A few years ago we received alerts about an increasing number of serious bleeding episodes associated with the anticoagulant Eliquis (Apixaban). This medication is prescribed to prevent blood clots in patients with an irregular heart rhythm called atrial fibrillation (AFib). The drug is also used to prevent blood clots after knee replacement surgery and to reduce the risks of blood clots in the legs or lungs from deep vein thrombosis (DVT).
Eliquis is one of a new generation of anticoagulants that are being substituted for warfarin (Coumadin). So is Xarelto (rivaroxaban). Many physicians believe that the new drugs are safer and easier to take than warfarin. But in March, 2019 Johnson & Johnson and Bayer settled roughly 25,000 lawsuits involving Xarelto. Lawyers for the plaintiffs asserted that the drug companies did not adequately warn patients about the possibility of life-threatening hemorrhages. How much did the companies fork over? $775 million!
We don’t know about you, but whenever we see a long list of side effects our eyes glaze over. Reading real stories from visitors to this website makes such complications far more concrete. We received this message from Joe:
“Eliquis is the worst drug I’ve ever taken in my life. After only six days I developed all of the following side effects:
SEVERE exhaustion. Couldn’t even walk to the mailbox.
Hypotension (low blood pressure)
SEVERE cognitive failure. Felt like my head was stuffed with cotton.
Periods of rapid heart beat.
BPH (benign prostatic hyperplasia)
Ravenous appetite; absolutely craved carbs. Would have to get up in the middle of the night and eat.”
Many of Joe’s symptoms (insomnia, BPH, cognitive impairment and increased appetite) are not listed in the official prescribing information so it is hard to know if they were really brought on by Eliquis.
This story is from Margaret is far more worrisome:
“I live in Queensland, Australia. My cardiologist transferred me from warfarin to Eliquis 5 mg morning and night in October 2014. I am 78 years old with heart failure plus AF [atrial fibrillation]. Yesterday afternoon I suddenly had a very major nosebleed, 6 paper towels were soaked, 3 hand towels were soaked and one bath towel was wet.
“I rang one of my daughters and she rang the ambulance while she was on her way. The paramedics arrived and quickly brought the nosebleed under control. I was advised by the doctor at the 24 hour clinic to not take the Eliquis and to go see my normal doctor today. I have an appointment to see him at 2.30 pm this afternoon.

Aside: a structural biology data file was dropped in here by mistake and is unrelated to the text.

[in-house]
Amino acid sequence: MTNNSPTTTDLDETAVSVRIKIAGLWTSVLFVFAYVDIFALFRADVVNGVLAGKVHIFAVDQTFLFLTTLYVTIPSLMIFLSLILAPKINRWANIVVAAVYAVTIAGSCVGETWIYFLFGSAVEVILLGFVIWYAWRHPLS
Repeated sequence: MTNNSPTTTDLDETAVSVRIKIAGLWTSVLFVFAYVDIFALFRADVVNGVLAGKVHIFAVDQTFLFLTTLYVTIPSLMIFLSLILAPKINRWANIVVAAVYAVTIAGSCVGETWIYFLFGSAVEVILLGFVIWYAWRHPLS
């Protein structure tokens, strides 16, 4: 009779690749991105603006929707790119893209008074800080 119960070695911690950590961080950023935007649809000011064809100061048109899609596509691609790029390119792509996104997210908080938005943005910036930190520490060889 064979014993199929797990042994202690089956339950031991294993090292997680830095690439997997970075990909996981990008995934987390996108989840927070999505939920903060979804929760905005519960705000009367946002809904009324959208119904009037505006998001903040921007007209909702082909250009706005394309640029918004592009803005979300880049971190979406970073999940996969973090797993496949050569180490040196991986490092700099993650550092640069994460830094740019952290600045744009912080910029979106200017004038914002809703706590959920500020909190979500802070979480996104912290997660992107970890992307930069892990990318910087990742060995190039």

“I will be telling my doctor that I want to go back on the warfarin…Yes, it necessitates regular blood tests but it is far safer than Eliquis and the other two drugs that have been developed to replace warfarin.
“No way will I put myself at risk with these new anticoagulant drugs!”
Margaret isn’t the only one concerned about the new generation of oral anticoagulants. The Institute for Safe Medication Practices (ISMP) issues a publication called “Quarter Watch.” It too monitors the FDA’s Adverse Event Reporting System. In the January 9, 2013 issue it noted that:
“Strong signals continued for three anticoagulant drugs, warfarin (COUMADIN) and newcomers dabigatran (PRADAXA) and rivaroxaban (XARELTO). The three drugs accounted for 1,734 reports to the FDA in 2012 Q2, including 233 patient deaths, reinforcing the conclusion that anticoagulants rank among the highest risk of all outpatient drug treatments…”
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On October 17, 2013 the ISMP Quarter Watch reported that anticoagulant medications such as dabigatran (Pradaxa) and warfarin (Coumadin) contributed to the leading drug safety problems reported to the FDA in 2012. The conclusions:
“The 2012 adverse event report data show, in our judgment, that a major priority in drug safety should be to reduce the serious and fatal hemorrhages resulting from treatment with anticoagulant drugs, particularly in the older population with atrial fibrillation.”
Kathy shared this story about visual problems with Eliquis:
“I am having really bad eye issues. Has anybody else had negative eye problems? Sometimes in the night I literally have to use my hands to open my eyes.”
The Bottom Line:
Anticoagulants are important drugs. They reduce the risk of blood clots that can cause strokes and other serious health problems. But these medications must be treated with kid gloves. They require careful dosing and regular monitoring. Patients must be warned about the potential for serious bleeding complications and what to do if they happen. We agree with the experts at ISMP that:
“Numerous steps can be taken to enhance the safety of anticoagulants… More and better information for clinicians is needed about how to manage hemorrhages that occur either as a side effect or as a result of accident or trauma.”
There is now an antidote to to reverse bleeding from drugs like apixaban or rivaroxaban (Xarelto). It is called andexanet alfa (AndexXa). Dabigatran (Pradaxa) has an antidote called idarucizumab (Praxbind). Clinicians need to educate patients about the symptoms to watch out for so that they can recognize a potential bleeding episode early, before it gets out of hand. That way an antidote has a better chance of working.
Want to know more about Eliquis and Xarelto. Here is a link:
Joe Graedon is a pharmacologist who has dedicated his career to making drug information understandable to consumers. His best-selling book, The People’s Pharmacy, was published in 1976 and led to a syndicated newspaper column, syndicated public radio show and web site. In 2006, Long Island University awarded him an honorary doctorate as “one of the country's leading drug experts for the consumer.” Read Joe's Full Bio.
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